Why I’m Wavering on the Idea of the Cleveland Browns Picking Baker Mayfield

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I wrote about the possibility of the Cleveland Browns selecting QB Baker Mayfield first overall back in January, and frankly haven’t put much thought into the concept since. This is mainly due to the fact the buzz connecting the former Oklahoma Sooner to the Browns all but died off soon after the Senior Bowl.

Just over 24 hours away from the NFL Draft, the buzz has returned. Many are claiming Mayfield has a real shot at being selected with Cleveland’s No.1 pick.

Which is unfortunate, as this is occurring right as I’ve started to waver on my stance with the Heisman winner. While I was on board with the idea a few months ago, I now find myself concerned about the possibility of the Browns taking Mayfield.

It has nothing to do with his stats, which are actually far more impressive than most of the available quarterbacks. I have no concerns about his accuracy, arm strength or his ability to lead.

His height does give me pause, I’ll say that much. However, his measuring in at 6’1″ isn’t so glaring an issue I’d be opposed to Cleveland drafting him. I’m of the mind his strengths are significant enough that his not being the ideal size is no big deal (pun only slightly intended).

What’s starting to concern me, though, is the fact some of his recent actions are lending credence to one of his bigger red flags.

I tried to ignore Mayfield’s trademark cockiness, passing it off as moxie he’ll need to occasionally rein in. However, some stories surfacing as the draft nears have me thinking it may be something worth worrying about.

For one, Mayfield has hardly been subtle about the fact he’s not giving every interested team the same respect, or even the time of day in some cases. He notoriously blew off the Chicago Bears earlier this year, rebuffing their request to meet with him when noting they already had a QB in Mitch Trubisky. In last week’s story with SI, Mayfield admitted a meeting with the Los Angeles Chargers went poorly mainly due to his not putting much effort into learning their playbook. His reasoning for this?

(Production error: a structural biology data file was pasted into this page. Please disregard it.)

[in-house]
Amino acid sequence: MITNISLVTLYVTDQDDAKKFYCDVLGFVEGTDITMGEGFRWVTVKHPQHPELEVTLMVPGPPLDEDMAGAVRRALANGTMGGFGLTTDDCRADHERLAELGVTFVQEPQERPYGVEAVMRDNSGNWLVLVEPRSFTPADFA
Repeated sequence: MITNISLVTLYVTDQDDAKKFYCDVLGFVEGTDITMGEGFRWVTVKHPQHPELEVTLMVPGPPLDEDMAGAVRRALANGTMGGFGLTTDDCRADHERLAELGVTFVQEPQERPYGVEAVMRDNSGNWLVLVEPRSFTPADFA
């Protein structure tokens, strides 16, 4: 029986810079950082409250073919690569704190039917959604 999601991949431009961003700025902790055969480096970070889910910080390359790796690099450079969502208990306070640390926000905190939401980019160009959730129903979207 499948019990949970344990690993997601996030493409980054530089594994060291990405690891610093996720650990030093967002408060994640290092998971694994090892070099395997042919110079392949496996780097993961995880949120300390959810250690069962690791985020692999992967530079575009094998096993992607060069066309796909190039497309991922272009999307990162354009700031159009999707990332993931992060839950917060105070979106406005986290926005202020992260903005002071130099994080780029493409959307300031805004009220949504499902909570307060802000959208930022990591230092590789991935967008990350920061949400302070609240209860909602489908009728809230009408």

“No offense to them, but I’ve got a lot on my plate.”

Mayfield added more to the narrative yesterday when discussing a conversation he had with agent Bus Cook. While attempting to represent the former Sooner, Cook made it apparent he hadn’t taken much time to learn about how he ended up with Oklahoma. Offended upon hearing this, Mayfield proudly claimed he hung up on the agent.

Are these instances as alarming as run-ins with the law or a failed drug test? Not at all.

At the same time, the knock on Mayfield has been the same since the draft process started. Many were concerned with his attitude, worried his trademark cockiness may rub people the wrong way. Instead of adjusting his outward persona, or even toning it down a bit, it appears he’s rejecting such suggestions completely.

To me, this is concerning. It hints Mayfield may indeed have trouble toeing the line between driven and arrogant.

Don’t get me wrong, I respect how he’s used his journey from Texas Tech walk-on to Heisman Trophy winner as fuel for success.

At the same time, when he’s being advised to alleviate concerns about his attitude, and he’s instead deciding to ramp it up, it worries me a bit. It makes me wonder if the teams who aren’t very high on him specifically for his brash personality are on to something.

I’m not here to compare Mayfield to Johnny Manziel, the last conceited quarterback Cleveland drafted. All I’m saying is this franchise has swung and missed far too often when drafting quarterbacks, and can’t afford to ignore any glaring red flags this time around. Mayfield may possess plenty of skill, but if there’s even the slightest bit of belief his attitude may outweigh this, the Browns need to pass.

In the end, if they end up taking Mayfield, I could find myself eventually getting on board. However, the concern about his cockiness causing issues in the locker room will always be present.

Casey Drottar is an independent sports writer. Subscribe to his podcast, or follow him on Twitter and Facebook


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